Tuesday, March 22, 2016

Spring is here!

You know what...trail running is a lot easier than road running. A few weeks ago I ran a road 50K and it sucked. Pavement is boring and way more taxing on the body than dirt. What was I thinking when I signed up for that race? I'm an idiot.

Ok, I should back up a little bit. Yes, I still think I'm an idiot, but Cowtown (the 50K I mentioned above) wasn't all bad. The course was pretty and I got to explore some cool parts of Fort Worth I hadn't seen. Even though I crashed and burned pretty hard at the end, I was happy to sneak in just under 5 hours, which is nothing to pout about. But damn, pounding the pavement for 31 miles is just brutal. I love running ultras, but I think from now on I'll stick to the more forgiving trails if I want to go beyond the marathon. 

This feeling was further solidified when I ran my first 50 miler in about two years over the weekend. It was the absolute perfect race to get my endurance feet wet again. The trails were not technical and the course was super flat. (Thanks North Texas!) Fitness wise, I felt great during the first half of the race. The last 20 miles were a bit trying for me, but these things aren't suppose to be easy. I was able to snatch up a monster PR (9:11:51) which gave me a big confidence boost as I press on into the heart of my spring season.

Following Easter, I've got lots of running/traveling to do and I'm so stoked! I'm heading to DC the first weekend of April to run what has become a bit of a spring tradition for my friends and I, the Cherry Blossom 10 Mile. I can't wait to get out there and see all my friends! Gonna be a good time. The weekend after Cherry Blossom I'm off to Oregon to run the Peterson Ridge Rumble 40 Mile that a buddy of mine is the race director for. I've been wanting to run his race for awhile and I'm so excited to get the chance to run it this year. Then, the following weekend I'm running the Leona Divide 50K in California. While visiting some of my friends in Arizona back in February, they told me about this race (they are running the 50 miler) and I couldn't pass on the opportunity to hang with them again and run on some left coast trails. I heard part of the course is on the Pacific Crest Trail, which is a trail I've always wanted to check out. It's like the Appalachian Trail of the west.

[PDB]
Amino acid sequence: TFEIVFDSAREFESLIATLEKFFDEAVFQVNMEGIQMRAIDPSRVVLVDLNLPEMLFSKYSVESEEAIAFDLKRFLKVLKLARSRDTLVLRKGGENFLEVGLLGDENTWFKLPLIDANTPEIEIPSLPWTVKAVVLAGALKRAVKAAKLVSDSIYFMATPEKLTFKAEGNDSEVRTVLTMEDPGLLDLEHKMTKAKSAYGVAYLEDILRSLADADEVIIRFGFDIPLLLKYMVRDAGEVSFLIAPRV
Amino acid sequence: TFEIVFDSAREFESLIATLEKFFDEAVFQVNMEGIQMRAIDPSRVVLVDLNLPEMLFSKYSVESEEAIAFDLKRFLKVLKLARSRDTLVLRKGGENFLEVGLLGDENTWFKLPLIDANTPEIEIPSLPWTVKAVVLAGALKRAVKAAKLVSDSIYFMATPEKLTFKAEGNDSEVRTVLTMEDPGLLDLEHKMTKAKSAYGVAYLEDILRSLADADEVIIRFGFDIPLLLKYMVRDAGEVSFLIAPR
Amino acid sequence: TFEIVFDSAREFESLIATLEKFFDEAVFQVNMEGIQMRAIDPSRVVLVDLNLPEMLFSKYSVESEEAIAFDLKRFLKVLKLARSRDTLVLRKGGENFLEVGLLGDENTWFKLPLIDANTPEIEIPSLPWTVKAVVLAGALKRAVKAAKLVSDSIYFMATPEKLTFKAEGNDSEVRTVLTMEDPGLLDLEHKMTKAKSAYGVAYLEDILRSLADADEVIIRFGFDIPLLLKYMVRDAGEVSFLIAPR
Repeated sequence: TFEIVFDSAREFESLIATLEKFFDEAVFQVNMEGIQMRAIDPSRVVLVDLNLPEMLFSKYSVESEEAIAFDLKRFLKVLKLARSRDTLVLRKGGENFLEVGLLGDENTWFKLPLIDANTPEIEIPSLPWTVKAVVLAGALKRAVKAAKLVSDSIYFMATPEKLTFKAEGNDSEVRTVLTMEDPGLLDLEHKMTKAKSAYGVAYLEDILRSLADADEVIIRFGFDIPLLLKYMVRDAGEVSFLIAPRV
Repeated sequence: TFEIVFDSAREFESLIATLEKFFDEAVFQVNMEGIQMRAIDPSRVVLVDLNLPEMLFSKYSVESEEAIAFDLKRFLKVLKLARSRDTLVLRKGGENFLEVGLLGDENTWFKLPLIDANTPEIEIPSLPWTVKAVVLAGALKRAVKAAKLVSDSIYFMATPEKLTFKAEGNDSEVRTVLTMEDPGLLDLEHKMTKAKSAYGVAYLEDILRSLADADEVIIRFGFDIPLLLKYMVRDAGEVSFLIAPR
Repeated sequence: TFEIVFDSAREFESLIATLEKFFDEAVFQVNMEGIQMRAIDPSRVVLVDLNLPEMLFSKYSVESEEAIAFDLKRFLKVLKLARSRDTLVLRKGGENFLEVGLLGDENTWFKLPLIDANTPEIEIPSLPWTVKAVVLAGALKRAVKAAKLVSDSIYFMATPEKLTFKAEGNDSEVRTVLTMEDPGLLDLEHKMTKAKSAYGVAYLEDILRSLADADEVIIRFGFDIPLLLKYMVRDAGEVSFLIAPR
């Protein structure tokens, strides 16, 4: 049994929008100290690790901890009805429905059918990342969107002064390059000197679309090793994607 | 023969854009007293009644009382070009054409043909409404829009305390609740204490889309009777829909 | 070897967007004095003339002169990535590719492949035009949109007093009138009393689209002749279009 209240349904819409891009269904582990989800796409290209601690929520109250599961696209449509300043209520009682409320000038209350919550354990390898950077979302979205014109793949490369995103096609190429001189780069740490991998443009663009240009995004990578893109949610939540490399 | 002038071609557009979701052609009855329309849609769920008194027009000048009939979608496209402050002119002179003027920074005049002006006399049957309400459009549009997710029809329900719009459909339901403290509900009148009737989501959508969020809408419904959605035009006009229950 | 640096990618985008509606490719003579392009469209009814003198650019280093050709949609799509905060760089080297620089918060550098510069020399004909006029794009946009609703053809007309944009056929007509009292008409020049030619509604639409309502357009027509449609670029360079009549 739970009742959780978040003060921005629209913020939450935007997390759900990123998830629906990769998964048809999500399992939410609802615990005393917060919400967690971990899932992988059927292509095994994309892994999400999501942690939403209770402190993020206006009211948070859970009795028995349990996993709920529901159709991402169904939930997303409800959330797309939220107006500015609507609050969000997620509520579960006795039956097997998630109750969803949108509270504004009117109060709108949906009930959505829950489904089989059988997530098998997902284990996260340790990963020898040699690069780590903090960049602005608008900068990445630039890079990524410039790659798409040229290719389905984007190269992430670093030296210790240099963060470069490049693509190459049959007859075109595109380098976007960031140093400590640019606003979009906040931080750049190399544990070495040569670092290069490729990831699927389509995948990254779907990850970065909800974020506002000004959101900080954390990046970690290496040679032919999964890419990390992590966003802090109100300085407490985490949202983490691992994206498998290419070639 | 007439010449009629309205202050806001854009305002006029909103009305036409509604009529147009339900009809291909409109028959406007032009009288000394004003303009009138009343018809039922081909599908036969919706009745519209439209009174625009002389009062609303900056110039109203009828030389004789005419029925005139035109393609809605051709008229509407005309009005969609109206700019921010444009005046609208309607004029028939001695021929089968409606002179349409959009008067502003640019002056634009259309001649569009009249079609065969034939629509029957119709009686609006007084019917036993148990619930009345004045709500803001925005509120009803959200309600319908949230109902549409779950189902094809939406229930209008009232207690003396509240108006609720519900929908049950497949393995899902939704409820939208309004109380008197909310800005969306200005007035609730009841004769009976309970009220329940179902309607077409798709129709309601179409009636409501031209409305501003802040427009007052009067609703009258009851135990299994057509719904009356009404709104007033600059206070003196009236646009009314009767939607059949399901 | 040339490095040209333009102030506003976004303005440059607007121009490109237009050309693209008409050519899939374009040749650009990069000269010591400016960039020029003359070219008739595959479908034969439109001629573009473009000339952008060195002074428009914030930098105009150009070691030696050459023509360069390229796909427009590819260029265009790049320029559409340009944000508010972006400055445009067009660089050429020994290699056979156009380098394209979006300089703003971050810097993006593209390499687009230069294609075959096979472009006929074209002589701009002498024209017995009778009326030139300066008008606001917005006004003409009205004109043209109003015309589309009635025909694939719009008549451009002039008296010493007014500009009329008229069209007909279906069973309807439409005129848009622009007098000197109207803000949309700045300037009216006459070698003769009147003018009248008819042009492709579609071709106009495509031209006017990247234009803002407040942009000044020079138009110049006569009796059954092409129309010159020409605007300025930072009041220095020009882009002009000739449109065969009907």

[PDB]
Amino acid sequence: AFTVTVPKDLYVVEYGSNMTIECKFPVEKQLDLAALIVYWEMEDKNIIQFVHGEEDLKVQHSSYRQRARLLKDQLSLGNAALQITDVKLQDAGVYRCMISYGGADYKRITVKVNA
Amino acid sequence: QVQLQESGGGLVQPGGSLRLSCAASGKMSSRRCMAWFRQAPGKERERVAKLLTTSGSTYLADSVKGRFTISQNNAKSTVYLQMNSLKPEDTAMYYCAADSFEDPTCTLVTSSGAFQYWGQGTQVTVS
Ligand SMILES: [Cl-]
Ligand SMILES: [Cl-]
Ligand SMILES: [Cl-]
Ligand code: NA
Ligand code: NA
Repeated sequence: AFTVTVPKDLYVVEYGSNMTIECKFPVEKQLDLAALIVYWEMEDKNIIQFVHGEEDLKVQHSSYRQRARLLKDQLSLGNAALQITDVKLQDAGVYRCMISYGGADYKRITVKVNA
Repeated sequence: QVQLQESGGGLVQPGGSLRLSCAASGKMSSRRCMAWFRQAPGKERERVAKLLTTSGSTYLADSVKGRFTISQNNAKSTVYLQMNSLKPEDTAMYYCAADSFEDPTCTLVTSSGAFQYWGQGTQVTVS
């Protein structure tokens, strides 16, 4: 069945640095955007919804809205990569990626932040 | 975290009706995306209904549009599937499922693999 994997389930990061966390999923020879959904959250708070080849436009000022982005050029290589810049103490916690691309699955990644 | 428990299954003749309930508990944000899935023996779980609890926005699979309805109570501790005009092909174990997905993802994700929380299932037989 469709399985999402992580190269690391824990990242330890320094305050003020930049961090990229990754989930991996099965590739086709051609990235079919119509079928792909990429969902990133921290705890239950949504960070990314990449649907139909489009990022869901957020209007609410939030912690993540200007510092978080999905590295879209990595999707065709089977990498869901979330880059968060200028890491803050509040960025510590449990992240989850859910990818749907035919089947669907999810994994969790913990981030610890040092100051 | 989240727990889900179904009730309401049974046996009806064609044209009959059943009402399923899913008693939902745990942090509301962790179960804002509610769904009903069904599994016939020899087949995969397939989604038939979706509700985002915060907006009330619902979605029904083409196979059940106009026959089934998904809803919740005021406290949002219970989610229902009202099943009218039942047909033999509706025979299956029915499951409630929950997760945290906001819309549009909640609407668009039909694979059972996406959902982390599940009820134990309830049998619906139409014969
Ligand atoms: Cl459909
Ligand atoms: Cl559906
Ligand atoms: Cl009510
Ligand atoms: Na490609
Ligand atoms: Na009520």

Damn, I miss the AT.

Saturday, February 6, 2016

Don't Settle

There is a horse sculpture that I go by on many of my runs. At first, this sculpture didn't mean much to me other than a pretty centerpiece in my town. However, the more I run by it, the more it inspires me. To me, a horse represents endurance, something which is an integral part of running. Running past these horses reminds me not to settle. It reminds me to keep pushing, to keep enduring...not just with running, but with all aspects of my life.

The minute we settle, we stop living. I know, I've done it before. At first, it's easy. You make all kinds of excuses as to why you can't achieve what you set out to do. But, as time passes, the comfort you took from those excuses begins to eat at you. You start to identify less with the person you have become.

Thankfully, you can change it. Accept the challenge. Fight for what you are passionate about. It won't be easy, but keep enduring. Don't settle. Soon you will achieve what you were certain was impossible. And that is the best feeling of all.

Saturday, December 26, 2015

The past few months

Hello? Can anyone hear me? Does this thing still work? It's been awhile since I've done a blog post. A lot has happened over the past few months and I will try my best to cover it all (mostly with pictures.) The biggest change was my move from Washington to Dallas. I took a new job with Southwest Airlines and have loved every minute of it since I've started. It's an awesome company to be a part of and I work with some really great people. Of course, I miss DC, but I've already been able to get out there a few times to visit. In fact, the last time I was there I was able to sneak in a quick run with friends.